Every Single Thing You Need To Deal With Your Kid's Car Sickness 

Sam Woolley

On a recent trip home to see my parents, we got off the highway, where the kids were pretty much OK. But then, they started to turn green and my husband turned around in his seat to hold a bag in front of the kid behind the passenger seat. A few minutes later, both kids began an extravagant dueling barf session that covered them, their car seats, and a good portion of the car.

Since that dark day, I've become an expert in speedy car-sick clean-ups, and I can tell you that a few tricks and tools make the kids less likely to throw up in the first place, and the clean-up easier when they do.

Time Your Trip and Curate the View

Travel during nap time or after bedtime - if your kid isn't looking out the window, the motion sickness might not happen at all. We keep the windows open and the car cool - something about the wind rushing into their faces helps.

If you have a shade on your kid's window, pull it down to force her to look out the windshield instead of the side window. If it's safe to do so in your car, put the car seat of the likeliest-to-be-sick kid in the middle to encourage them to look out the front instead of the sides.

Drugs

For us, Dramamine, which has a sedative effect, works if we administer it exactly an hour before our trips, which is usually also an hour before the nap. This means we give them a dose at 11am, feed them a light lunch, and then leave at noon, so they conk out for at least an hour (and the first hour of our trips is usually stop-and-go city traffic, which rivals mountain roads for inducing nausea).

Benadryl is also an option, depending on how your child responds to it, as "excitability" is a side effect. (Irritability is a side effect of Dramamine for my kids, for that matter, which means we save it for long trips.)

Some parents swear by ginger lollies, if the drugs aren't working. If your kid is over 10, you can ask your doctor about Scopolamine or Hyoscine, which is administered as a patch and doesn't have a sedative effect. As you should when considering any drug for your child, talk to your paediatrician.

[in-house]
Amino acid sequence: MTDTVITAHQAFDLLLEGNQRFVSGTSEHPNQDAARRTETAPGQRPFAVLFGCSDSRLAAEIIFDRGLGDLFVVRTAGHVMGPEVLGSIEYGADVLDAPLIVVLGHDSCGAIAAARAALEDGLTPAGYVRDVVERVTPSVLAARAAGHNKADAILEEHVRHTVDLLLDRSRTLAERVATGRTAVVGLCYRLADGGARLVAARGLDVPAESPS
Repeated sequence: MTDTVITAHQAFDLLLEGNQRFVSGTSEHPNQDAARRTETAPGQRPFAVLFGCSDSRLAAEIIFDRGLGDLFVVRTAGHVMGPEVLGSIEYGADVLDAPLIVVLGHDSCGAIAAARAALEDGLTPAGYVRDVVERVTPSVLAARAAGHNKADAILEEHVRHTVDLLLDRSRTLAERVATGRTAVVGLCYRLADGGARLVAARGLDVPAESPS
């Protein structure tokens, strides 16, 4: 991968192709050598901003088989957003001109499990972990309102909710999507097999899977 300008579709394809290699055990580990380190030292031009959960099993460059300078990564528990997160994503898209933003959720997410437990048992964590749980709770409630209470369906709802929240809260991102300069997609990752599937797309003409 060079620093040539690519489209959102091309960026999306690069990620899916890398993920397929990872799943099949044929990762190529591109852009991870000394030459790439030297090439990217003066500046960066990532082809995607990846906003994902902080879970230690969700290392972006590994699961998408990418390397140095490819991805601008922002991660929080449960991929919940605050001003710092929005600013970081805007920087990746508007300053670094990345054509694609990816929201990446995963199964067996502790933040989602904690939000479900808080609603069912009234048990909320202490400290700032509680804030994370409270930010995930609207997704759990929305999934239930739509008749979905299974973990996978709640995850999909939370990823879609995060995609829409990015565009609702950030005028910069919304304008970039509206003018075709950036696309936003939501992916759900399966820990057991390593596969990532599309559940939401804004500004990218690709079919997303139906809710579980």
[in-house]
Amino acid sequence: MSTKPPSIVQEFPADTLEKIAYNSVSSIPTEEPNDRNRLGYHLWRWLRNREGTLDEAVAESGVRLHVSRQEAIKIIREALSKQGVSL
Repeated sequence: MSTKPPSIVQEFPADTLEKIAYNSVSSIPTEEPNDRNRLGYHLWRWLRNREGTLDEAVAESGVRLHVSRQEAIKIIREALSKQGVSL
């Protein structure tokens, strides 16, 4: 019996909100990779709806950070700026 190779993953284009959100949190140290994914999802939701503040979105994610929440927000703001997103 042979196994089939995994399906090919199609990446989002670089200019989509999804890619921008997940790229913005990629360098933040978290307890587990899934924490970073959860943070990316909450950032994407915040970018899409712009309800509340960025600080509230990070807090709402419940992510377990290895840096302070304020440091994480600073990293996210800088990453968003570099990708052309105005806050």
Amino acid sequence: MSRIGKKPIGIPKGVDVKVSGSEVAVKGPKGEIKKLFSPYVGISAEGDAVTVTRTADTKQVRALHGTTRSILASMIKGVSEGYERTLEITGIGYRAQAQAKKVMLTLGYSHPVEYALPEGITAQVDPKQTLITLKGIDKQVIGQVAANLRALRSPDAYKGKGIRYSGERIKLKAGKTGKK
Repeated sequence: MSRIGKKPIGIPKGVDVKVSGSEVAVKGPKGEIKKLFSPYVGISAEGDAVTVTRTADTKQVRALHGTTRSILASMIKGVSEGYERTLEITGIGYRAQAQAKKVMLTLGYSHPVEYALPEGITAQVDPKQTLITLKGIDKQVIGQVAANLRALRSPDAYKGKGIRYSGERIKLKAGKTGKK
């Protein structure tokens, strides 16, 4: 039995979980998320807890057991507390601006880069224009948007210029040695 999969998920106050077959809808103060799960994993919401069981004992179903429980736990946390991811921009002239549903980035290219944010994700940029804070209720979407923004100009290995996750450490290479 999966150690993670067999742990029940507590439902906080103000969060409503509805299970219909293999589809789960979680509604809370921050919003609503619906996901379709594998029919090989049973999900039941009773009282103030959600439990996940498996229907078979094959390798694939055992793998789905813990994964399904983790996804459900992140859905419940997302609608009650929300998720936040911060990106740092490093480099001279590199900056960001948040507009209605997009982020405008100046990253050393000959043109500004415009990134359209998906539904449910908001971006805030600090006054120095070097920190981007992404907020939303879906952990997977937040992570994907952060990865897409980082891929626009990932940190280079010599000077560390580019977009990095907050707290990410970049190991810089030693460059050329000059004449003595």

Bags and Buckets

I have found these barf bags to be a lifesaver in that my almost-four-year-old can now hit them by himself (and they come lined with an absorbent pad for no leakage). Another option are these kind of bags, into which I've personally vomited after various surgeries, and are easier to hit than those face-scratchy rectangular bags you find on aeroplanes. Other parents swear by a bucket system, like a large yogurt container lined with a bag, or even a gallon bucket for a kid who's still working on her aim.

Clean Up

Before my son could reliably hold his own bag, I had a car seat cover, like this one, which made clean-up a lot easier. I bought it after a particularly gruesome hummus incident in which my husband suggested that we just throw away the whole car. These disposable ones look useful, too.

That doesn't take care of the straps, which are difficult to clean, especially when you are standing on the side of the New Jersey Turnpike swearing and wiping up vomit with old Hardee's napkins.

I myself am a big fan of the car smock - this one is $11, large, and has a pouch that theoretically will stop the river of puke from heading down to the car floor. I am super cheap, so I use a homemade smock: Basically, cut out the back of an adult t-shirt, but leave the collar and sleeves intact. Once kids are in the seat and strapped in, put the collar over their heads and their arms through the sleeves. The rest of the fabric tends to bunch in the middle between their legs, so it's not a perfect solution, but it does have the advantage of being free (and you can keep a few in the car, in the event of multiple incidents in one trip). This summer, I'm trying binder clips on the sides of the car seat to keep the fabric spread out, which likely won't work, and I'll break down and buy the $11 smock.

For protecting your car, you might want to put a seat protector under the car seat, or even place an absorbent doggie wee-wee pad underneath. (This is also helpful for those extravagant newborn/infant diaper blowouts that somehow drip through the entire car seat.)

Want to know more about what causes motion sickness and find advice for how to properly clean a car seat? Check out advice from mums who are also doctors and the Car Seat Lady. Happy (non-sick) travels!


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